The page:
by Alecia Wright

Admittedly, I am not a festival-goer. I do love a good concert, but something about a weeklong festival (let alone camping in the desert) does not exactly appeal to me as a consumer. However, my personal preferences do not make the unique operations of Burning Man any less fascinating.

What is Burning Man?
Burning Man is a music festival that takes place in Black Rock Desert, Nevada – a dusty plane that transforms into a community for the annual event. Since the festival’s inception in 1986, its popularity and attendance have grown every year. Latest figures show 66,000 attendees in 2014 and tickets go for $390 individually — which supports the running of the event.

Burning Man must be onto something, because past “burners” (participants) include founder Jeff Bezos and Google co-founders Larry Page and Sergey Brin.

What Makes the Festival Unique?
Hardly any advertising is done for the event, yet over 50,000 people attend. With a couple exceptions, nothing is for sale – rather, goods are exchanged as gifts.

Burning Man’s unique atmosphere and costumed participants have caused it to be called “Disneyland for adults” and “a mix of Moulin Rouge with Mad Max.”

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So, what can marketers learn from this truly one-of-a-kind event, in which attendees come back year after year? This is the same premise behind marketing: to create loyal consumers to a brand.

Marketing Lessons from Burning Man

1. Make Customers Feel Valued
Burning Man organizers truly understand their customers and specifically organize events that they’d enjoy: art and performances, theme camp and village activities, fire performances, and drummers.

*Marketing Lesson: Interact with your customers to build relationships and get their feedback for your product/service to improve. After all, happy customers are likely to become loyal, repeat customers who recommend your product/service to others.

2. Back-to-Basics Promotion
Burning Man nurtures a grassroots and primitive atmosphere, encouraging conversation time and limited modern technology. Most attendees ride bicycles, and those with “mutant vehicles” (decorated cars) must be licensed.

*Marketing Lesson: Word of mouth is the original and preferred method of recommending products and services.

3. Gift Economy = Nothing is for Sale + Culture of Giving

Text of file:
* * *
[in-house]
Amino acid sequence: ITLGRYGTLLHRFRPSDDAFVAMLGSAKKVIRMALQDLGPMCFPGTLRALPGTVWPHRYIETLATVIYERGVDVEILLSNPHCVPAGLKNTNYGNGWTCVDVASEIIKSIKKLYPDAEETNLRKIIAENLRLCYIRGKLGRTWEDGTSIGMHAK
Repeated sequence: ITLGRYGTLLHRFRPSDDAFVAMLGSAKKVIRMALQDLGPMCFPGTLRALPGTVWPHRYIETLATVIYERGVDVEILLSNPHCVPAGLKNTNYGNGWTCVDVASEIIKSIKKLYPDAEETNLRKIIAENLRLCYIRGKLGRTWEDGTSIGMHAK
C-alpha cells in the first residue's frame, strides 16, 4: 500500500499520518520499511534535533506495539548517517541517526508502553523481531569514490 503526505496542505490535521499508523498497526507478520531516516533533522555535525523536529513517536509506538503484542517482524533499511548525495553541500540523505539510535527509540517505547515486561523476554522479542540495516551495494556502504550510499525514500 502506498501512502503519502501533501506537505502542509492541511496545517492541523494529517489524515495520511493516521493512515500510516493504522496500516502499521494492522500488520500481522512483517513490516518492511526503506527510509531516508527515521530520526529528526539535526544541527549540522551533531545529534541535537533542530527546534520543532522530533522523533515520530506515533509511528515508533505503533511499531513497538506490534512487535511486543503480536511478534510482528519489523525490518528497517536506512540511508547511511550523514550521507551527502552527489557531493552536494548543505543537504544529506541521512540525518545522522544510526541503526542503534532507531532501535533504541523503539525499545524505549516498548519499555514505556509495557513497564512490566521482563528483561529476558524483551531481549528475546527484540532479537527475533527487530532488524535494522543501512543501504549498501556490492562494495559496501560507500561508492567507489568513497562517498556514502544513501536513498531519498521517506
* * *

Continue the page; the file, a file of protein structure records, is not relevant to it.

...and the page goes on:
What is a gift economy? “A gift economy is one in which services or goods are given without an agreement as to a suitable payment or trade to be made in return. Instead of monetary gain, gift economies often rely on intangible rewards like a sense of contribution, community, honor or prestige.” In this way, people offer meaningful gifts to one another.

*Marketing Lesson: Giving or obtaining goods retrogrades back to the initial purpose of consumerism: to attain what we need or is meaningful. Marketers can emphasize the need their product/service meets, or how it can be thoughtful as a gift.


4. Connecting
Burning Man attendees genuinely take the time to get to know each other – most times perfect strangers. However, by the end of the event, there is a tremendous sense of community.

*Marketing Lesson: Develop a meaningful community behind your brand. For example, we all know Lululemon lovers who have created a culture around the brand and are passionate about the healthy lifestyle it promotes. Other brand cultures include the innovative culture of Apple, the fun-loving environment of Zappos, and the dedicated experience of Nike.

5. Creativity and Passion
Everyone involved in the event — from organizers to art designers to participants — is undoubtedly passionate. Organizers bring themes to life, designers create stunning architectural designs, and participants dress up in costumes.

See 50 stunning examples of design at Burning Man here.

*Marketing Lesson: Marketers must be dynamic and imaginative. However, try to remember that not all consumers “fit all.” People want to be different and stand out, so give them a product that they can value.

A Question
When my Marketing Research professor posed the question to the class “Why are marketing professionals fascinated by this festival in particular?” I was stumped. “Because they’re unconventional consumers?” I mused.

While my answer may be true, it was not exactly the answer my professor was looking for.

An Answer

Burning Man attendees are known as the French Consumer. What is a “French Consumer?” According to my marketing research professor, French consumers foresee trends before they become popular — an ideal target for a marketer.


In all likelihood, my professor is right. However, I do agree that sometimes the best way to study consumerism is to focus on unconventional groups’ tastes and preferences because after a while, repeatedly studying Millennials can be boring. Every type of consumer has fascinating insights to uncover and market to.